However, the late Seiroku Kajiyama, who withdrew from the LDP's then Obuchi faction (currently the Takeshita faction) to run in the party's presidential race, and whom Suga regards as his mentor, lost. As the LDP's deputy election chairman in the administration of then Prime Minister Taro Aso, Suga preached caution on an early dissolution of the lower house and a snap general election, and in the chamber's election the following year, the LDP lost in a bloodbath.
At first glance, Suga may seem to have had large victories, but he's had a lot of defeats as well, of which he himself is very much aware.
After falling short in November-December's three-week challenge to curb the spread of the coronavirus, the Suga Cabinet's approval ratings plummeted. There have been murmurs within the LDP that they cannot fight an election with Suga as leader. If approval ratings continue to stay low, it may spark discussion on who will be the "face" of the party in the election. That would mean efforts would be made within the party to bring Suga down, either through the September party leadership election, or even sooner than that, before the general election.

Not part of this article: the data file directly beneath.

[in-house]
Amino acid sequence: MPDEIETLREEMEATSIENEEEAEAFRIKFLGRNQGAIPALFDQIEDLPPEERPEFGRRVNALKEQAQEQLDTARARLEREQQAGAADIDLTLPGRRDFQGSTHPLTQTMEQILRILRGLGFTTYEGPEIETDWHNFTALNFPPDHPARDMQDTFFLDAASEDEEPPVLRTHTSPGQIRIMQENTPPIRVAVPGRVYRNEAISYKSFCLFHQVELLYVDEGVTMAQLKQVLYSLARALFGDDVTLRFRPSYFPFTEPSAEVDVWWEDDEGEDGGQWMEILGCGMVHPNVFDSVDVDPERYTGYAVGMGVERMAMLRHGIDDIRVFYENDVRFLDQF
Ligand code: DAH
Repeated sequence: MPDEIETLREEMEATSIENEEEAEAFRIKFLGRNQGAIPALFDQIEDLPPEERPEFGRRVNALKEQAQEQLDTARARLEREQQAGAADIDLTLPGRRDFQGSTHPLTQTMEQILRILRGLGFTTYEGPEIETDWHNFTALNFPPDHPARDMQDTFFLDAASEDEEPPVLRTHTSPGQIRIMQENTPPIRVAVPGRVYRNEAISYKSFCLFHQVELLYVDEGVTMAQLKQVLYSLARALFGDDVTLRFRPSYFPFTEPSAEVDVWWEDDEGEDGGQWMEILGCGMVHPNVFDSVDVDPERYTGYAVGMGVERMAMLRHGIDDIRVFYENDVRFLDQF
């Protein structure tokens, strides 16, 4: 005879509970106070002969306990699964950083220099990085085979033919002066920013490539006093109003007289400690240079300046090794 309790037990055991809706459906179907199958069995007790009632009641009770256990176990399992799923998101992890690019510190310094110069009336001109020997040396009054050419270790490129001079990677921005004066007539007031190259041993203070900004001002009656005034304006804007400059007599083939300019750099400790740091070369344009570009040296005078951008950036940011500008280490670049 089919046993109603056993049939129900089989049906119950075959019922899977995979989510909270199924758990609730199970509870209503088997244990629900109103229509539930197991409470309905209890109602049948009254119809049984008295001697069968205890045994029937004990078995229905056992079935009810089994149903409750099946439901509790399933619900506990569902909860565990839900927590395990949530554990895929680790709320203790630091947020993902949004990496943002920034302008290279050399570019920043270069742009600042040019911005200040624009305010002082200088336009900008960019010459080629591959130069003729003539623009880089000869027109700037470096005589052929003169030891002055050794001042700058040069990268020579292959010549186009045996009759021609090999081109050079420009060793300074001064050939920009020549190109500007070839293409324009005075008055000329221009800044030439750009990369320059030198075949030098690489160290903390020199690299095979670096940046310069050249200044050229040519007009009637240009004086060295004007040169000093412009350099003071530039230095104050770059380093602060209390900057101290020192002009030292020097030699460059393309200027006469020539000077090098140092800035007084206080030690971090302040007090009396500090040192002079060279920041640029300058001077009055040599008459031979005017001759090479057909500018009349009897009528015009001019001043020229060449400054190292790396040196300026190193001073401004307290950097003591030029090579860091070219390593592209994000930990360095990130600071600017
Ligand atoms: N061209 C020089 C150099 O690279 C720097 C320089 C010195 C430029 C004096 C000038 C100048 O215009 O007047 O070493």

How would Suga respond to such moves? He will likely ask the public to evaluate his main policy achievements, such as bringing down cellphone rates and establishing a digital agency. If the Tokyo Games are held this summer as planned, there may well be economic fruits of the Go To Travel campaign as well. Suga thus far has taken the stance that if one gambles and wins, public opinion will follow without further explanation. Just because he is now prime minister, his way of thinking and operating cannot be expected to change overnight. Even if he faces protest from his own party, Suga likely wants to put everything he has to a referendum -- or a snap general election, but it will all depend on the coronavirus situation.